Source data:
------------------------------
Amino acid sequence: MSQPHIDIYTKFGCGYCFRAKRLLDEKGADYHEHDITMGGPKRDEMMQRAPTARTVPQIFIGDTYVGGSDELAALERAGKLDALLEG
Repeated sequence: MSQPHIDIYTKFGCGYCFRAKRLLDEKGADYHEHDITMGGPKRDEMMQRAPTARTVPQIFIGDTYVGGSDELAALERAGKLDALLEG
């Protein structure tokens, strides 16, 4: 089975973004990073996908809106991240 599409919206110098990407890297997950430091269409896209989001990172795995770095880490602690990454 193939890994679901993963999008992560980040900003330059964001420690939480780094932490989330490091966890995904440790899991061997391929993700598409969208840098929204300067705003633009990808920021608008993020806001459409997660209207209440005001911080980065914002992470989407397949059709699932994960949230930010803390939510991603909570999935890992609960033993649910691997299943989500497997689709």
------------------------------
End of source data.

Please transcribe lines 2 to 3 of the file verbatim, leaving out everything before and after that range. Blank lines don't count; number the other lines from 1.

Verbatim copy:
Repeated sequence: MSQPHIDIYTKFGCGYCFRAKRLLDEKGADYHEHDITMGGPKRDEMMQRAPTARTVPQIFIGDTYVGGSDELAALERAGKLDALLEG
């Protein structure tokens, strides 16, 4: 089975973004990073996908809106991240 599409919206110098990407890297997950430091269409896209989001990172795995770095880490602690990454 193939890994679901993963999008992560980040900003330059964001420690939480780094932490989330490091966890995904440790899991061997391929993700598409969208840098929204300067705003633009990808920021608008993020806001459409997660209207209440005001911080980065914002992470989407397949059709699932994960949230930010803390939510991603909570999935890992609960033993649910691997299943989500497997689709």